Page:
Ask A Genius 430 – Asshole

In-Sight Publishing

Ask A Genius 430 – Asshole

November 1, 2018

[Beginning of recorded material]

Scott Douglas Jacobsen: What is an asshole?

Rick Rosner: An asshole is someone who continues to take more than their fair share in a socially understood context. Someone who continues to speak on their cell phone. Even though, we understand that, at some level, you should not do that. There is no reason for you to be standing in a line and yammering really loudly.

That is a violation of social norms. Smoking has become an asshole move, at least in enclosed public spaces.

Jacobsen: I see three levels there. A single of each and then a combined. One example, it was smoking. It was making some spaces unacceptable for smoking in public. Then it became possible for the culture to disapprove. 

Even though, at the outset, there were campaigns to get pregnant women to smoke. In North America, now, we have #MeToo and all its variations. It is an interesting one. It is happening massively consciously. 

There can be comedic representations of what to do and what not to do. 

Rosner: We do not know where it is going to end up. Some things will be unacceptable that used to be, more or less, tolerated, like grabbing someone on the ass. If it is a man grabbing a woman on the ass in the context of “I like your ass, sexually,” it will go away.

One baseball game, the manager slapped one of his players on the ass, after a noble strikeout. He took a lot of pitches but he just didn’t manage to get on base: “Good job!” I was shocked.

It was obviously not sexual. I was shocked to see an ass slap in the era of MeToo. It made me think if these sorts of ass slaps will survive or not. General assholery is taking something other people have the good manners to not take, like taking the space with your noise or smoke.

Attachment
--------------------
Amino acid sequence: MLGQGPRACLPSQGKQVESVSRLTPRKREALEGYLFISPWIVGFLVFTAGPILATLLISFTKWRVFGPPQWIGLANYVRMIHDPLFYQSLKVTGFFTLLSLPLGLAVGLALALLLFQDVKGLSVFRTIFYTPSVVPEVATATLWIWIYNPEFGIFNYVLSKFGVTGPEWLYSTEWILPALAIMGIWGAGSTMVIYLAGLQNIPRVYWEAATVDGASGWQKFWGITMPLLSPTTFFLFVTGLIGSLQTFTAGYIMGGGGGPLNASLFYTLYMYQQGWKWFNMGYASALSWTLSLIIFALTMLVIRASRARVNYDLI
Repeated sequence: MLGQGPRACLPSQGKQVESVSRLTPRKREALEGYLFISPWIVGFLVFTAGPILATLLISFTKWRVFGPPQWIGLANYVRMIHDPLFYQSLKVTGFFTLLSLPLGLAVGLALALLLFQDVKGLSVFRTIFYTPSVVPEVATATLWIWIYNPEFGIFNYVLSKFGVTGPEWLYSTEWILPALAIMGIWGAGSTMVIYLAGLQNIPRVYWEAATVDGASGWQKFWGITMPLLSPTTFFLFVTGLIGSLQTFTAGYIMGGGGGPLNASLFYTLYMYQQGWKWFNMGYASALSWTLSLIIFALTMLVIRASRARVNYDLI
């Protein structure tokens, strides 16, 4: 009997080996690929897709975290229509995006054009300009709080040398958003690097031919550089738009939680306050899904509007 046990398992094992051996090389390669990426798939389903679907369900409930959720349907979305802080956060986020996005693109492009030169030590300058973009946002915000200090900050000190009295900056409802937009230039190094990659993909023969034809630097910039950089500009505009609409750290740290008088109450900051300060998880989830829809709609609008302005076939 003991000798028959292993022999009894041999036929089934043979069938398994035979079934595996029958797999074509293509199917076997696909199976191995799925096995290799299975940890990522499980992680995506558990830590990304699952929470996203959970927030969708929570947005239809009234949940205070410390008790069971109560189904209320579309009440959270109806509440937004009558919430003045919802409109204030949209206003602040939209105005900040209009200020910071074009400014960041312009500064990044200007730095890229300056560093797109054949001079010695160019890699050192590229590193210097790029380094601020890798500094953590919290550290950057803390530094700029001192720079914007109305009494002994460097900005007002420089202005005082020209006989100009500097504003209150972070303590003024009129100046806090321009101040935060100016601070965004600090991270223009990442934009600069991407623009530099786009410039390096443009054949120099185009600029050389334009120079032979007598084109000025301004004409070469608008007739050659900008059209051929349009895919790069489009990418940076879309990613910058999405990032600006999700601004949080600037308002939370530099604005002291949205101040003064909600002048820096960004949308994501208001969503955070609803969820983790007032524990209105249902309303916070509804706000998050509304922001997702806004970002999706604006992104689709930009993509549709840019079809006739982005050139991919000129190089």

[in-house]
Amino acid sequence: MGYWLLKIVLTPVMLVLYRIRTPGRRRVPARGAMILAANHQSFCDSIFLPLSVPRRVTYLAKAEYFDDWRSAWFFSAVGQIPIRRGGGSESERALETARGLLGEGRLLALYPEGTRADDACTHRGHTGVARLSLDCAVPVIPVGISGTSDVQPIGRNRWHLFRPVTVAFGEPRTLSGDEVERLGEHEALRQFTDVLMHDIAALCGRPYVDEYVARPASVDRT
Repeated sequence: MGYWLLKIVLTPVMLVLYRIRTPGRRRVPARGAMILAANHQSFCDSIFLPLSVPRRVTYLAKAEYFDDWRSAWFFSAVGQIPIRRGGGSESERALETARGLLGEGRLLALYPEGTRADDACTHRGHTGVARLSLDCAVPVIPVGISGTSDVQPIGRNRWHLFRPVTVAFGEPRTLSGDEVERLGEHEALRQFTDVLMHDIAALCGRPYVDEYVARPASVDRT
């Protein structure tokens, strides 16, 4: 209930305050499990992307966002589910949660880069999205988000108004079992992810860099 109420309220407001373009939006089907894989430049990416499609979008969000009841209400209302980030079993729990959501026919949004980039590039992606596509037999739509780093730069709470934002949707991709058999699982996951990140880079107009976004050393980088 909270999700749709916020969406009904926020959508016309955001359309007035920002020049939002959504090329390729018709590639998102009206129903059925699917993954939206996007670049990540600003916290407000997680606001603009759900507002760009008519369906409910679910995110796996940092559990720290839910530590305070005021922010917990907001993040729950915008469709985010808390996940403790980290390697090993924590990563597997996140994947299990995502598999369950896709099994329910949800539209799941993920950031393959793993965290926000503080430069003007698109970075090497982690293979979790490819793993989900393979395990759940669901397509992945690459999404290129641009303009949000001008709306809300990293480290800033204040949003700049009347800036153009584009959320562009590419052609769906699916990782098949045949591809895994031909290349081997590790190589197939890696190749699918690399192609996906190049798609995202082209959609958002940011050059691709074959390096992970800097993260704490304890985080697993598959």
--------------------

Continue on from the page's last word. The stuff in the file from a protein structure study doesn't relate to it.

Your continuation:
The violations that generally aren’t reaching the level of reaching criminal consequences down on the perpetrator. One is texting while driving. It is also illegal but it is almost never enforced. They have better things to enforce. In LA, the first offense is a small fine.

If you are a big enough asshole, the 50 bucks will not teach you the lesson. Being an asshole is little offenses as opposed to Bernie Madoff that loses people millions of dollars, he wasn’t even good at what he was doing. He was good at the sales part of it.

He was a good salesman. But in terms of keeping the scheme going, there were plenty of people that what he was doing was so obvious mathematically that people tried to raise red flags. Because he was bad at the math part of it.

But they couldn’t get anyone in authority to believe them. Anyway, that is being an asshole.

[End of recorded material]

Authors[1]

Rick Rosner

American Television Writer

RickRosner@Hotmail.Com

Rick Rosner

Scott Douglas Jacobsen

Editor-in-Chief, In-Sight Publishing

Scott.D.Jacobsen@Gmail.Com

In-Sight Publishing

Footnotes

[1] Four format points for the session article:

  1. Bold text following “Scott Douglas Jacobsen:” or “Jacobsen:” is Scott Douglas Jacobsen & non-bold text following “Rick Rosner:” or “Rosner:” is Rick Rosner.
  2. Session article conducted, transcribed, edited, formatted, and published by Scott.
  3. Footnotes & in-text citations in the interview & references after the interview.
  4. This session article has been edited for clarity and readability.

For further information on the formatting guidelines incorporated into this document, please see the following documents:

  1. American Psychological Association. (2010). Citation Guide: APA. Retrieved from http://www.lib.sfu.ca/system/files/28281/APA6CitationGuideSFUv3.pdf.
  2. Humble, A. (n.d.). Guide to Transcribing. Retrieved from http://www.msvu.ca/site/media/msvu/Transcription%20Guide.pdf.

License and Copyright

License
In-Sight Publishing by Scott Douglas Jacobsen is licensed under a Creative Commons Attribution-NonCommercial-NoDerivatives 4.0 International License.
Based on a work at www.in-sightjournal.com and www.rickrosner.org.

Copyright

© Scott Douglas Jacobsen, Rick Rosner, and In-Sight Publishing 2012-2018. Unauthorized use and/or duplication of this material without express and written permission from this site’s author and/or owner is strictly prohibited. Excerpts and links may be used, provided that full and clear credit is given to Scott Douglas Jacobsen, Rick Rosner, and In-Sight Publishing with appropriate and specific direction to the original content.

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